The main character in your upcoming story has a ‘gift’—do you know anyone like this?
No. I began this as a reaction against some things I read. I am hesitant to use the word gift. He is receiving a calling but lives in a culture where it is not understood and cannot be answered.
Can you talk about your upcoming children’s book, The Open Pillow?
The Open Pillow was made up on the spur of the moment to put a child to sleep. It was after that I sat down and put the work on paper. There were elements that fell into place without my consciously planning them like the size of the pillow actually corresponding to the animals rejecting it. I realized that because I was playing around with a piece of graph paper. The original draft had the animals speaking. In rewriting, I realized that I could set Adam apart by having only him speak. It was also important for me make the point that growth alone is not sufficient. One needs to be in the right place at the right time which allows for a person to see your inherent value. The story sat in a drawer for years because several people expressed interest in doing the illustrations but none did the work. Though I was pleased that you also offered, it meant little until you began producing completed illustrations that corresponded beautifully to the text.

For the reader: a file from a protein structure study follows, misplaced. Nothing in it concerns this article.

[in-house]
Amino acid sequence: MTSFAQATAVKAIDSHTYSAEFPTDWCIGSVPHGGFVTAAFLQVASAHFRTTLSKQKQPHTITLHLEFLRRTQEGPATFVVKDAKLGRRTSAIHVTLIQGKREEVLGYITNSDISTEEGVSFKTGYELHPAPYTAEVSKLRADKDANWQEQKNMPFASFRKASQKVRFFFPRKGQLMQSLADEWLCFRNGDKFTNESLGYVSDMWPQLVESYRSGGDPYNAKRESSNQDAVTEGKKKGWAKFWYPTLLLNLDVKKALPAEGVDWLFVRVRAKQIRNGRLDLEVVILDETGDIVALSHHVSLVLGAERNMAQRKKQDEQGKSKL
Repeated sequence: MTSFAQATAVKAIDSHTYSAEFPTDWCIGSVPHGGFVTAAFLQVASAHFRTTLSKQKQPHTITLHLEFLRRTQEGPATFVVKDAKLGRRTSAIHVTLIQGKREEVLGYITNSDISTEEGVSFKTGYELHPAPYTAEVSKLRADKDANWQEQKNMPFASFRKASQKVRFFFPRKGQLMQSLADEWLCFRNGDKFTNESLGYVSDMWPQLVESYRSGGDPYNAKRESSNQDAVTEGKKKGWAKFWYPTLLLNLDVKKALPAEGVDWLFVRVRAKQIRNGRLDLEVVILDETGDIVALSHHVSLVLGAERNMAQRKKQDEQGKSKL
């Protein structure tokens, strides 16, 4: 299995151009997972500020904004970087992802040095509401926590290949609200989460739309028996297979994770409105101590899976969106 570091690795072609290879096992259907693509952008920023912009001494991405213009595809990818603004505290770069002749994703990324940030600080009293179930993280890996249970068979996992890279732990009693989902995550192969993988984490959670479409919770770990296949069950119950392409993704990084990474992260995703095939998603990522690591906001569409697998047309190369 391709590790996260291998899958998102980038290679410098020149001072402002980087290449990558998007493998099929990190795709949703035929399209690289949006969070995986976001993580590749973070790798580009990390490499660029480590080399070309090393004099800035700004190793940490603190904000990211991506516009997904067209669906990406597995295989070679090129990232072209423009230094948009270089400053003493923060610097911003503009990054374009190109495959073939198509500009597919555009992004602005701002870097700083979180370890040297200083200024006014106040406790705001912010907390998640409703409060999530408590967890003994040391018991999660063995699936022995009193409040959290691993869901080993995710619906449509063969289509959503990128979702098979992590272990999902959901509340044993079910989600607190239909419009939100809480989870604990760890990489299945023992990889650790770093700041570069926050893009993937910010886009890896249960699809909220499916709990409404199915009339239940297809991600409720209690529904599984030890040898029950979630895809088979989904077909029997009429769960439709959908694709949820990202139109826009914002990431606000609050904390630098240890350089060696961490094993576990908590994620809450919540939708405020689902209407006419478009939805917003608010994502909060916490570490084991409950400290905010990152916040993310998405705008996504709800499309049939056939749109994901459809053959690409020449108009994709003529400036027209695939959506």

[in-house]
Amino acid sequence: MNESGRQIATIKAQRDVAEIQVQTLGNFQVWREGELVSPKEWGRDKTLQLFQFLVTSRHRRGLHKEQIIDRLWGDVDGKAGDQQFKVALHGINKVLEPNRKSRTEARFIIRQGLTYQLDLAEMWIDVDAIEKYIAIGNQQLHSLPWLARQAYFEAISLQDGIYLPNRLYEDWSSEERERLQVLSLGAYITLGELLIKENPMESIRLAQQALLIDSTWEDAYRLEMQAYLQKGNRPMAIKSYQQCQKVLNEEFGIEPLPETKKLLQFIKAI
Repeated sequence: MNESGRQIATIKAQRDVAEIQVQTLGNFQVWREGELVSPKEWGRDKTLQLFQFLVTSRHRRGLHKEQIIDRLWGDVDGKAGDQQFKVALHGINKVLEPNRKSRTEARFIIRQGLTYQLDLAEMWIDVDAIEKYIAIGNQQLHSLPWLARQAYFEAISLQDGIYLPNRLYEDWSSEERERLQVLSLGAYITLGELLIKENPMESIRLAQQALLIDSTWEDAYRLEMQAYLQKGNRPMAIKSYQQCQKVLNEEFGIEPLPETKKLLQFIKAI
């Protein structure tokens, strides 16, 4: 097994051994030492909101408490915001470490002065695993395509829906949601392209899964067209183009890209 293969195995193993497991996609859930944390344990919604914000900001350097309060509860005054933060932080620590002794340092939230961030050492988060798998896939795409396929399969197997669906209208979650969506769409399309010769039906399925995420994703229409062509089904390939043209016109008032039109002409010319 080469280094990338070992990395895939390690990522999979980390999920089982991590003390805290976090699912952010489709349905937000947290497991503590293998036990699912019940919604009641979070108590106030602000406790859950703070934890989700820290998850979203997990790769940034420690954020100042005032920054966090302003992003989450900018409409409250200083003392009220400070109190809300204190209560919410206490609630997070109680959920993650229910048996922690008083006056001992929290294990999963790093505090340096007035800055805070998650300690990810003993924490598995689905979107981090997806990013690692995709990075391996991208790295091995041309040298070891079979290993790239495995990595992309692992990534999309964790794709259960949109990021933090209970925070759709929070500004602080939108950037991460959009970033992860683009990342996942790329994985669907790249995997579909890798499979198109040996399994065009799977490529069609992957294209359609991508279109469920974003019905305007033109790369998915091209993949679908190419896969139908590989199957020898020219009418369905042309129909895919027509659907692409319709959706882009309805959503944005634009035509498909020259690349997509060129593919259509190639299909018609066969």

I am over the moon about being part of this book, I love it.
Thanks again David!